*These people were pursuing chanoyu as a discipline, an exercise in motion meditation, thus they were explicitly offering their bowl of tea to the Buddha, and incidentally sharing that offering with their guests so that the tea itself would not be wasted — as had been the original idea.  This is different from the kind of social tea practiced by Jōō and Rikyū, and most people in the city, where serving tea to people was the reason for the gathering.

†This practice was championed by certain factions within that group of Sakai teamen not affiliated with Jōō or Rikyū, who are conventionally lumped together under the name machi-shū.  (I should point out that  this was actually a fairly diverse group, who ranged from those still practicing the elaborate courtly-style of tea associated with the Koryeo court and that of the Ashikaga shōguns, to that of the nameless mountain recluses — some of whom were using the powder left over when rice is polished rather than ground matcha — who represent the opposite extreme of the spectrum; still it appears that the falling out with Jōō endureded by certain outspoken and influential members of this group precipitated a sort of solidification of the opposition to those people whom they considered adherents of the antiquated orthodox method espoused by Jōō and Rikyū.  It was this sense of opposition that melds these different factions into what we may call the machi-shū movement.)

‡This is called sui-cha [吸い茶], and it only became the norm in the Edo period — under the influence of Sōtan and the machi-shū

     To the end, Rikyū himself seems to have preferred to serve the shōkyaku an individual bowl of tea — except possibly (during his last year or two of life) when there were only two guests, and they all (host and guests) were social equals.

**Conventionally, the chaire was supposed to be filled more or less completely (so that the presence of a large air-pocket would not allow the tea to begin to degrade); thus, except in the case where the host had already poured all of the tea into the chawan (usually only the case when he was using a small natsume, typically when the matcha had been received from someone else rather than prepared specifically for that gathering by the host), making another bowl or two of koicha would not normally present the host with any serious logistical problems.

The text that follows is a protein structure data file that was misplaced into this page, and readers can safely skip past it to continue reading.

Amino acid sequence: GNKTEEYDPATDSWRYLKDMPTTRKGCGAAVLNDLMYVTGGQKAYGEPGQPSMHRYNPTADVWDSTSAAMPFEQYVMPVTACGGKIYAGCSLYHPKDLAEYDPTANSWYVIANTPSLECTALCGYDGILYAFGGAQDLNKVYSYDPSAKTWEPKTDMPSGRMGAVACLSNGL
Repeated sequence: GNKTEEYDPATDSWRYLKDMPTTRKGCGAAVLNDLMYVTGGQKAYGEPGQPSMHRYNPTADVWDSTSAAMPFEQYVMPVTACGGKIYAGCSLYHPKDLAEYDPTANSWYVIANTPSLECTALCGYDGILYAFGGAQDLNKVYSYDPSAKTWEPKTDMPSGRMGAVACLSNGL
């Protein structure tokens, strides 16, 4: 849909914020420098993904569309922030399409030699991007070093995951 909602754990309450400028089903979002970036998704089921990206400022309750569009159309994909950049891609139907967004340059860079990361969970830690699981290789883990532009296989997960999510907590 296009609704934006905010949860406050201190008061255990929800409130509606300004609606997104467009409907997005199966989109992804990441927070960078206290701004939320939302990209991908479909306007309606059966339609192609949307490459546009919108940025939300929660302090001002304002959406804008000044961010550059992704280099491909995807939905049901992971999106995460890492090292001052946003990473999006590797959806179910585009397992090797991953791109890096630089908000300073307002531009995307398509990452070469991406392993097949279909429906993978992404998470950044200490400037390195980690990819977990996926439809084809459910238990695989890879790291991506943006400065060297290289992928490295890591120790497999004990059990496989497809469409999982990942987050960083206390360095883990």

⁴Typical of Rikyū, he has neglected to include this point in its proper chronological place*, so he has simply tacked it on the the end of the passage.

     Rikyū is referring to the point in time when the shōkyaku first picks up the chawan from where the host handed it out.
*These kinds of lapses suggest that Rikyū was not writing in his native language.

Haya☐☐ [はや☐☐]:  the paper is damaged, and the final word or words are illegible*. 

     I have taken this word to be hayai [はやい = 早い], meaning (moving forward) early, but this is only an educated guess.

     The word that informs us of the consequences (or the impression) that moving forward early will produce, is also unreadable.  In all probability, Rikyū likely deemed this action offensive — since that is the trend of thought expressed in this final pair of sentences.
*The editors of the Rikyū Daijiten have finally decided to assert themselves here, and filled in several of the characters that Suzuki Keiichi was unable to decypher.

     For the record, the best Suzuki could do was mata cha ☐☐☐ tsukite ☐☐☐ [又茶☐☐☐つきて☐☐☐], which does not really suggest much of anything.

Rikyū Densho — the Private Writings of Sen no Rikyū: V. The Yabu-no-uchi Jōchi-ate Densho (3)


[The section of Rikyū’s handwritten text that is translated in this post.]

(3) When the chawan¹ is placed out [for the guests to receive], for a certain reason² a fukusa must be put out together with it. 

     There is a kuden associated [with this point]³. 

     But now, in your own place⁴, you need not rest [the chawan] on [the fukusa — though you should still offer a fukusa to the guests when serving them koicha]⁵.


¹The temae being described is the service of koicha.  Thus the fukusa must accompany any chawan but one already resting on a dai (i.e., a dai-temmoku).

²Nani to naku [なにとなく = 何と無く]:  “for some reason or other” (in other words, for a certain, unspecified, reason). 

     The “reason” is a kuden [口傳], a teaching that is supposed to be transmitted orally (and so not written down*).